[MUSIC PLAYING] Hello, welcome to reasons for studying religion. So why study religion? Where to begin? In addition to being incredibly inspiring and rich and full of mystery, religion can often be an overwhelming subject. It can be confusing, frustrating, weird, scary, isolating, or just boring.
So let's get an idea of what we're going to learn with this tutorial. First of all, we want to get an idea of how religion is threaded through individual human experience and humanity as a whole, historically, psychologically, scientifically, socially.
Secondly, we want to look briefly at the question and the idea of transcendence beyond this human realm of matter and causality, birth, life, death, the afterlife. And thirdly, we want to be able to think about and articulate the practical and ethical importance of recognizing different cultures and religious traditions.
Now, there's some reason why you've chosen to study religion. You may or may not come from a religious background. You may have rejected religion and are returning to it now with some new curiosity and interest. Maybe you want to understand yourself and your neighbor better.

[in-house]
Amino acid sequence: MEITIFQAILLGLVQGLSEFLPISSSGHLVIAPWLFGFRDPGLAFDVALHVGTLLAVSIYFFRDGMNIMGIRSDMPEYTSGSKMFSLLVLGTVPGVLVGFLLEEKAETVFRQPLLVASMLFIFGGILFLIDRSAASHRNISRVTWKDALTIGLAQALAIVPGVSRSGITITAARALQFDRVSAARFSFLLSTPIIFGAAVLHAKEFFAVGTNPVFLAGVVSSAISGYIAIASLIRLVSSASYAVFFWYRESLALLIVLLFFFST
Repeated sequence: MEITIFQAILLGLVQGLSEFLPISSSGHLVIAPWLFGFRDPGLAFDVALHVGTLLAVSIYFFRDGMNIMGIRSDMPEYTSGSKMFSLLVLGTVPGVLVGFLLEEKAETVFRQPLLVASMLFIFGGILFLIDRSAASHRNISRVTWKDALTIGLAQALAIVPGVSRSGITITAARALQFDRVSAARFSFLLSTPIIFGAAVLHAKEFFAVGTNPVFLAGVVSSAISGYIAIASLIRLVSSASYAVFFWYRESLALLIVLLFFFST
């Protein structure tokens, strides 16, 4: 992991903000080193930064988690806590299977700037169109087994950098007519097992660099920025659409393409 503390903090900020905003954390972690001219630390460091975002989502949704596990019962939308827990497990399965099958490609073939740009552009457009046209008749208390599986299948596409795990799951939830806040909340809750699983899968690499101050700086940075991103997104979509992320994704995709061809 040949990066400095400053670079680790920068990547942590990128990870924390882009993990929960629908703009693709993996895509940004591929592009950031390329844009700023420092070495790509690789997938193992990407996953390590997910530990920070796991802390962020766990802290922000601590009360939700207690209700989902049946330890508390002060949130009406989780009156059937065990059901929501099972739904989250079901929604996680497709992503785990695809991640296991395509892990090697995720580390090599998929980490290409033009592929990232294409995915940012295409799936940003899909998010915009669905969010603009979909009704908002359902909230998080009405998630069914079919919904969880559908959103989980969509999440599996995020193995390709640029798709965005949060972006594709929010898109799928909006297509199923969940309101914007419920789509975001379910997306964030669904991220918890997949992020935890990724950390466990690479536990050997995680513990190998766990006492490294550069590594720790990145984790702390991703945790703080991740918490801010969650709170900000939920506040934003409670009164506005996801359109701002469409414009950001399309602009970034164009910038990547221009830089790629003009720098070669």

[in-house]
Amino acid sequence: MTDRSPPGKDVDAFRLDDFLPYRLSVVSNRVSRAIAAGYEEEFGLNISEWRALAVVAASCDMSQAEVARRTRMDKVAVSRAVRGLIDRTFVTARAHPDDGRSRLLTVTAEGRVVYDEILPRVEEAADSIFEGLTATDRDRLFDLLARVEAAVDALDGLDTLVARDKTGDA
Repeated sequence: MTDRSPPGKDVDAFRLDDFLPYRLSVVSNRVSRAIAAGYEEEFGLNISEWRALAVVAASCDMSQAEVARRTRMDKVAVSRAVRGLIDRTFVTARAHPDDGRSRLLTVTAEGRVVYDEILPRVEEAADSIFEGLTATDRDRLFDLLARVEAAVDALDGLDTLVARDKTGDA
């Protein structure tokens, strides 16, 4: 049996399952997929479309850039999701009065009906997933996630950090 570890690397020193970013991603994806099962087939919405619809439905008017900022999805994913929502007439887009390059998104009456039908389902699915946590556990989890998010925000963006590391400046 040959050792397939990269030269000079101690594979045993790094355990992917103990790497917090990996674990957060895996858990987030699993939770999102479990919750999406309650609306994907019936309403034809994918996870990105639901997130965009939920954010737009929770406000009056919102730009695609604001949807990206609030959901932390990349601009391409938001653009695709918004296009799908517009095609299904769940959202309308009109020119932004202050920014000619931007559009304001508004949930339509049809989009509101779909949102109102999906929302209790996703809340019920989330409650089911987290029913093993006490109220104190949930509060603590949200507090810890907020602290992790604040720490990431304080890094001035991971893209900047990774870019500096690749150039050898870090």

So right off the bat, there are personal, individual reasons for studying religion, and there are many approaches. So let's look more closely now at this thing called religion.
The academic study of religion is a relatively recent thing when we look at how far back the ideas that we now associate with religion can be traced. Neolithic man, for example, as he adjusted to life in settlements and transitioned from a hunter-gatherer lifestyle, lived with the belief in an earthly material order that reflected a transcendent order. This idea was used to help establish sensible order in society, like having a central government, for example.
And similarly, the civilizations of ancient Egypt saw the use of geometry and science as practical extensions of a higher law and order. Therefore, they imparted the material earthly world of experience with great religious and spiritual significance.
Healing the human body also, for example, was performed by individuals who were believed to be directly in contact with the transcendent realm. Another good example is mummification. This was a way of ensuring the safe transition or the safe passage of the soul from the earthly realm to the afterlife.